As we plan for the festive season, have you ever thought about how to make your own Christmas Tree?
Traditional and alternative Christmas trees
Most artificial Christmas trees are modelled on evergreen conifers. If you buy a “real” tree, the chances are that it is spruce, pine or fir. Yet some of the most beautiful wintry scenes in the UK are created by deciduous trees – white, frosted and leafless, perhaps weighted with a dusting of snow. A silver birch looks like this naturally, but you can create a similar look with some fallen branches, old white emulsion and white electrical tape. Several years ago, we decided to make a second Christmas tree; it immediately became our favourite.
collecting branches and twigs
We took the children to the local woods to collect fallen branches and twigs. We had a rough idea of sizes and shapes to select, planning for a sturdy central branch to which we would attach other branches to form a trunk. We would then connect increasingly smaller branches and twigs to form the tree.
We would use our parasol base to support the structure, and it’s hole size dictated the diameter of the central branch (around 30mm). The branches and twigs range from 1.5m to 30cm in length. You can picture how useful it is to select a few branches with definite changes of angle; you can then use these to spread the shape in different directions.
preparing to make your Alternative christmas tree
We made sure the branches were dry, then splashed on some old white emulsion. It is more realistic not to paint them completely, but to create white highlights. Think about how a silver birch looks – it has dark shades as well as its beautiful, silvery bark. Having secured the central member in the base, we use white electical tape to add branches and twigs, standing back from time to time to check the shape. It is important to tape each branch to branch joint in two places to make sure the connection is secure; otherwise it will droop over time. For this, you need to run joined parts in parallel for at least 20cm or so to achieve a sound fixing. When you reach the lighter twigs, one section of tape will usually suffice. Remember that much of the tape will become invisible as you decorate the tree.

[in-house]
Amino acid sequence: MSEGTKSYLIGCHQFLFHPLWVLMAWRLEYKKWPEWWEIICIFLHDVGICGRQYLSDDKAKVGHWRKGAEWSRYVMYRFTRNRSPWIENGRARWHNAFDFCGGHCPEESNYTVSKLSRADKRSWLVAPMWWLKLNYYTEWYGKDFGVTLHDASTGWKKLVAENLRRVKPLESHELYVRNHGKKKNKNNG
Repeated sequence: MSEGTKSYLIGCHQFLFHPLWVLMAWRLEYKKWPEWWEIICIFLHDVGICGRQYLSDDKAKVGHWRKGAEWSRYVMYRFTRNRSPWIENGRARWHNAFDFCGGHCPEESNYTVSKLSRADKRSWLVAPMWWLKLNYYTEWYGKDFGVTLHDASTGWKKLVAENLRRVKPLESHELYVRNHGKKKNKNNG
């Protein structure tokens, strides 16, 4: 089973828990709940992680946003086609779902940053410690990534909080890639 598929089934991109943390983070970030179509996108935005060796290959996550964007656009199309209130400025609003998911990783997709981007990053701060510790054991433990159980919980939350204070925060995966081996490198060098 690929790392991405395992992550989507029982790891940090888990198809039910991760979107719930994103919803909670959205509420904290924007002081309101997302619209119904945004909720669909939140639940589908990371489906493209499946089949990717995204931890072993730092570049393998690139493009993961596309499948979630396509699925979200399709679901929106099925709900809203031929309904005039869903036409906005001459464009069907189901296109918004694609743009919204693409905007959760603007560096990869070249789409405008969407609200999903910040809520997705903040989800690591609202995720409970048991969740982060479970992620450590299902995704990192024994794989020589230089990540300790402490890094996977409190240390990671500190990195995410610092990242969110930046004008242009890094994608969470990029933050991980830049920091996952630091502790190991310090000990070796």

How to Make your own Christmas Tree
Here is a gallery showing the stages of how we created the Christmas tree. Note how we use a sheet to cover up the base and the trunk where several taped joints would otherwise be visible.
For this scheme, we chose a theme of red and white (and silver) decorations which gives it a certain uniformity. Of course, you shouldn’t worry too much about a designer look when it comes to Christmas; but sometimes it just looks good. We sprinkle these strips over the finished tree to give it the sense of melting icicles – it’s really effective.
If you have any twigs left over, you can always arrange them stylishly around the trunk as if they have fallen from their boughs.
We assemble this tree every year and have done so for the past 6 years. On twelfth night, we disassemble it, and wrap the branches in a large bag. It goes in the loft until the following year. Occasionally we touch up small areas where the tape has pulled off the paint, but this is rarely necessary. Every year the tree looks different of course, and we’ve improved its shape with experience.
We hope you found this article interesting. We are a small company of interior designers, always on the look out for ways to make peoples’ homes look great. If you’d like to read more about what we do, please see our page on interior design services. This tree works really well for us, and particularly so at night when the lights twinkle. Have a go at creating one of your own.
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